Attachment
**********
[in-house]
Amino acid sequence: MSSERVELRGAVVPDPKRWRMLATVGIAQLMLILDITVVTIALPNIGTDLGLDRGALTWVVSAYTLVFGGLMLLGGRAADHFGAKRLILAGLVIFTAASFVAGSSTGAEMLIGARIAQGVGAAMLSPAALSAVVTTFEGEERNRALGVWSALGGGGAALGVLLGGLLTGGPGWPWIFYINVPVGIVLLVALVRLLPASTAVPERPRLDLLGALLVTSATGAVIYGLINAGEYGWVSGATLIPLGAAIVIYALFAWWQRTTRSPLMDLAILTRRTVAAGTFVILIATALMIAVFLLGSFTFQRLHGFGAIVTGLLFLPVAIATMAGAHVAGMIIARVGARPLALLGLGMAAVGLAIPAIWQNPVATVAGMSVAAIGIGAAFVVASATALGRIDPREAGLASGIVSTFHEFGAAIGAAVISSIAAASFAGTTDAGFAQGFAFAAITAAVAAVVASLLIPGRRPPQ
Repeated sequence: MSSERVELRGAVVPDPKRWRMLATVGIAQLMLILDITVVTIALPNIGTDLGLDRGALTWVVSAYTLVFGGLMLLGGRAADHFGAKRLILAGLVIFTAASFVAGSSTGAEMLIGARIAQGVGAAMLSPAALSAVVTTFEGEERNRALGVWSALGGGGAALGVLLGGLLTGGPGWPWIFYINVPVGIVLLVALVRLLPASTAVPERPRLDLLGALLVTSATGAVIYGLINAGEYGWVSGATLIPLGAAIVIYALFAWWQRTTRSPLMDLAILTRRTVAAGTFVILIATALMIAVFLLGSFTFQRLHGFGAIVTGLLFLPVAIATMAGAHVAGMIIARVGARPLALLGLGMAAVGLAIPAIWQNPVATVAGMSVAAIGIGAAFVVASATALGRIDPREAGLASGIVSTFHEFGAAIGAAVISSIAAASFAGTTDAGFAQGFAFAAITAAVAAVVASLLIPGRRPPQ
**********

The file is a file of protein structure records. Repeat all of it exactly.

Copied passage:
[in-house]
Amino acid sequence: MSSERVELRGAVVPDPKRWRMLATVGIAQLMLILDITVVTIALPNIGTDLGLDRGALTWVVSAYTLVFGGLMLLGGRAADHFGAKRLILAGLVIFTAASFVAGSSTGAEMLIGARIAQGVGAAMLSPAALSAVVTTFEGEERNRALGVWSALGGGGAALGVLLGGLLTGGPGWPWIFYINVPVGIVLLVALVRLLPASTAVPERPRLDLLGALLVTSATGAVIYGLINAGEYGWVSGATLIPLGAAIVIYALFAWWQRTTRSPLMDLAILTRRTVAAGTFVILIATALMIAVFLLGSFTFQRLHGFGAIVTGLLFLPVAIATMAGAHVAGMIIARVGARPLALLGLGMAAVGLAIPAIWQNPVATVAGMSVAAIGIGAAFVVASATALGRIDPREAGLASGIVSTFHEFGAAIGAAVISSIAAASFAGTTDAGFAQGFAFAAITAAVAAVVASLLIPGRRPPQ
Repeated sequence: MSSERVELRGAVVPDPKRWRMLATVGIAQLMLILDITVVTIALPNIGTDLGLDRGALTWVVSAYTLVFGGLMLLGGRAADHFGAKRLILAGLVIFTAASFVAGSSTGAEMLIGARIAQGVGAAMLSPAALSAVVTTFEGEERNRALGVWSALGGGGAALGVLLGGLLTGGPGWPWIFYINVPVGIVLLVALVRLLPASTAVPERPRLDLLGALLVTSATGAVIYGLINAGEYGWVSGATLIPLGAAIVIYALFAWWQRTTRSPLMDLAILTRRTVAAGTFVILIATALMIAVFLLGSFTFQRLHGFGAIVTGLLFLPVAIATMAGAHVAGMIIARVGARPLALLGLGMAAVGLAIPAIWQNPVATVAGMSVAAIGIGAAFVVASATALGRIDPREAGLASGIVSTFHEFGAAIGAAVISSIAAASFAGTTDAGFAQGFAFAAITAAVAAVVASLLIPGRRPPQ